6. Baking Soda (NaHCO3 or sodium bicarbonate): Baking soda is occasionally used in brewing to increase the alkalinity of water and raise the pH level. It can also act as a buffer, helping to stabilize the pH during the brewing process. However, excessive use of baking soda can introduce unwanted flavors and should be avoided.

It is important to note that the specific amounts and combinations of brewing salts used will depend on various factors, including the style of beer being brewed, the water source, and the desired flavor profile. Brewers often use water testing kits and brewing software to calculate and adjust the appropriate amounts of brewing salts for their recipes

Why Use Brewing Salts?

Brewing salts are used for several reasons in the brewing process. They play a crucial role in adjusting the mineral content of the brewing liquor to achieve specific beer characteristics and improve the overall quality of the brew.

Here are some key reasons why brewing salts are used:

1. pH Adjustment: Brewing salts are used to modify the pH level of the brewing water. This is important because different styles of beer require different pH levels for optimal brewing. By adjusting the pH, brewers can create the ideal environment for yeast activity and ensure proper fermentation.

2. Water Profile Modification: Brewing salts are used to modify the mineral content of the brewing water. This is particularly important in regions where the local water supply may not be suitable for brewing certain beer styles. By adding specific salts, brewers can mimic the water profiles of beer-producing regions known for specific styles, such as Burton-on-Trent for English ales or Pilsen for Pilsners.

3. Flavor Enhancement: Brewing salts can enhance the flavor of the final beer. For example, calcium chloride is often used to enhance the maltiness and fullness of the beer, while gypsum can add a crisp and dry character. By carefully adjusting the mineral content, brewers can achieve the desired flavor profile for their beer.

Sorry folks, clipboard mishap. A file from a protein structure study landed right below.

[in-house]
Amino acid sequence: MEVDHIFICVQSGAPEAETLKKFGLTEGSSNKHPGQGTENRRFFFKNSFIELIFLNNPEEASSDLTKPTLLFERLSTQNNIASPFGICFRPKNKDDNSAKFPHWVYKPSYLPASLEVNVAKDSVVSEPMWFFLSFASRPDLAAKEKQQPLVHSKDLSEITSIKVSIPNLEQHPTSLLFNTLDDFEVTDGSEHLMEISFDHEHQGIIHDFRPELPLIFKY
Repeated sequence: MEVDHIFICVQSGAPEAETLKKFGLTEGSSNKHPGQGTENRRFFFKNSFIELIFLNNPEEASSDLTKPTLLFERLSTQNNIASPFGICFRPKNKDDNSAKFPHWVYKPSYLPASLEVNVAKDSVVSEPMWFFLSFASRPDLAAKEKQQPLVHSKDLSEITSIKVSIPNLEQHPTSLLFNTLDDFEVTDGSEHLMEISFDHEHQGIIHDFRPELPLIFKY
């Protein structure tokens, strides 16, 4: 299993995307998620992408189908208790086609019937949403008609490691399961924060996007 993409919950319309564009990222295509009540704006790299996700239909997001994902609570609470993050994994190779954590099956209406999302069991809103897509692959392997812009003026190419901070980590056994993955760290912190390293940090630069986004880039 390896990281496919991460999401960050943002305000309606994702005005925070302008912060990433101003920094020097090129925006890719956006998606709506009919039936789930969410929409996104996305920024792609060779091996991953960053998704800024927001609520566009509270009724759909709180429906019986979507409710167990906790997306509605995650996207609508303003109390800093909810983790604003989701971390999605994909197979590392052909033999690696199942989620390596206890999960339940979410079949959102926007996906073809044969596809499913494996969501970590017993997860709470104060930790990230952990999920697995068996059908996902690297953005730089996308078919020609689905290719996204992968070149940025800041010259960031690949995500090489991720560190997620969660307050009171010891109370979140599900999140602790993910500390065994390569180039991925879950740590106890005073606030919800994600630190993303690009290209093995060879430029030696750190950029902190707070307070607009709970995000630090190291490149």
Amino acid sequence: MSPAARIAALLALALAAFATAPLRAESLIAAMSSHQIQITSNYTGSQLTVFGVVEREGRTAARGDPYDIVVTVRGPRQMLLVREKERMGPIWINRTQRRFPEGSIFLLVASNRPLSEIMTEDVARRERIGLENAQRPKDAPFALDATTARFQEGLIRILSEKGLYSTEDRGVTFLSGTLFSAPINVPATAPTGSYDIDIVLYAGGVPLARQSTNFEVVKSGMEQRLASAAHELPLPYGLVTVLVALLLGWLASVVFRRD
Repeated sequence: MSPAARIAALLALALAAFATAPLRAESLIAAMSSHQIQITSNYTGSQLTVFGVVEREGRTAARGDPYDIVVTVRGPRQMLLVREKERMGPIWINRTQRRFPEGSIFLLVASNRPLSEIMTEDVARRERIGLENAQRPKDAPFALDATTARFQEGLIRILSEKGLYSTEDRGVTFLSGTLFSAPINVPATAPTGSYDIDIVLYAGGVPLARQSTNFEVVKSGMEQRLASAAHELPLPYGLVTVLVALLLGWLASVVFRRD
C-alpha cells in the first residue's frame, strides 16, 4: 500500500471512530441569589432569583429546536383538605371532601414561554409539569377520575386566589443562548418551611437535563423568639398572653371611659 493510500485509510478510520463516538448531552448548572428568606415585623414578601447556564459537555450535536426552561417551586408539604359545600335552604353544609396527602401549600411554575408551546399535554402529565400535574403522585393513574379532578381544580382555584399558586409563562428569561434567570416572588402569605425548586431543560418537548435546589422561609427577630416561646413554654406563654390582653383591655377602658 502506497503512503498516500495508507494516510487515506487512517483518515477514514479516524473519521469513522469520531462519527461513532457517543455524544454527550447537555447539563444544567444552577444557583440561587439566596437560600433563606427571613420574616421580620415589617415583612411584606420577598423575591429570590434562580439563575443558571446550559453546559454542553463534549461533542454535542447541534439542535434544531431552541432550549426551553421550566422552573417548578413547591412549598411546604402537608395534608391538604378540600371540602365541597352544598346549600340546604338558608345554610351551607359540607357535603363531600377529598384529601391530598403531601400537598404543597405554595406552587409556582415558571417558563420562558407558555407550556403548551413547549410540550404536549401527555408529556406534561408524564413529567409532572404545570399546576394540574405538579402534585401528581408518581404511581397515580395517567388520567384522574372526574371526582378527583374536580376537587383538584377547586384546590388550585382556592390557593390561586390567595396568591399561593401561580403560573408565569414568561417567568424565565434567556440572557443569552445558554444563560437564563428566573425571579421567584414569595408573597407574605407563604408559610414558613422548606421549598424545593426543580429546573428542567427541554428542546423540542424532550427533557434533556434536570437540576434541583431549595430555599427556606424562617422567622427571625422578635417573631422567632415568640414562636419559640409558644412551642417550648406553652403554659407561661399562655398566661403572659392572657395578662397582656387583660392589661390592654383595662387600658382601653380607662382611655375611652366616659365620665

4. Yeast Health: Brewing salts can also contribute to the health and vitality of the yeast during fermentation. Certain minerals, such as magnesium and zinc, are essential for yeast metabolism and growth. By ensuring an adequate mineral content in the brewing liquor, brewers can promote yeast health and improve fermentation efficiency.

Brewing salts are used to adjust the pH, modify the water profile, enhance flavor, and promote yeast health in the brewing process. They are an essential tool for brewers to achieve the desired beer characteristics and produce high-quality brews.


Brewing salts play a crucial role in adjusting water chemistry to achieve desired beer characteristics. These salts, including gypsum, calcium chloride, epsom salts, chalk, sodium chloride, and baking soda, can be easily obtained at homebrew supply stores or grocery markets.

Gypsum, or calcium sulfate, is commonly used to increase the mineral content of brewing water, providing calcium and sulfate ions that contribute to the fullness of the beer's palate. Lactic acid is particularly beneficial for Pilsner-style lagers, as it reduces alkalinity and improves yield.

Magnesium sulfate, also known as Epsom salts, can be used to increase acidity in the brewing process. Additionally, potassium metabisulfite, in the form of Campden tablets, effectively eliminates chlorine or chloramines from the water.

When using brewing salts, it is important to consider the specific water chemistry and desired beer characteristics. By adjusting the calcium, sulfate, chloride, and magnesium levels, brewers can create a more balanced and flavorful brew.

While some brewers choose to only treat their mash water with salts, others may also use acids to control pH levels. However, it is not necessary to add acids if salts are already being used to adjust water chemistry.

Understanding and utilizing brewing salts can greatly enhance the brewing process, allowing brewers to create beers with consistent quality and desired flavor profiles.

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Thomas Ashford

Thomas Ashford is a highly educated brewer with years of experience in the industry. He has a Bachelor Degree in Chemistry and a Master Degree in Brewing Science. He is also BJCP Certified Beer Judge. Tom has worked hard to become one of the most experienced brewers in the industry. He has experience monitoring brewhouse and cellaring operations, coordinating brewhouse projects, and optimizing brewery operations for maximum efficiency. He is also familiar mixology and an experienced sommelier. Tom is an expert organizer of beer festivals, wine tastings, and brewery tours.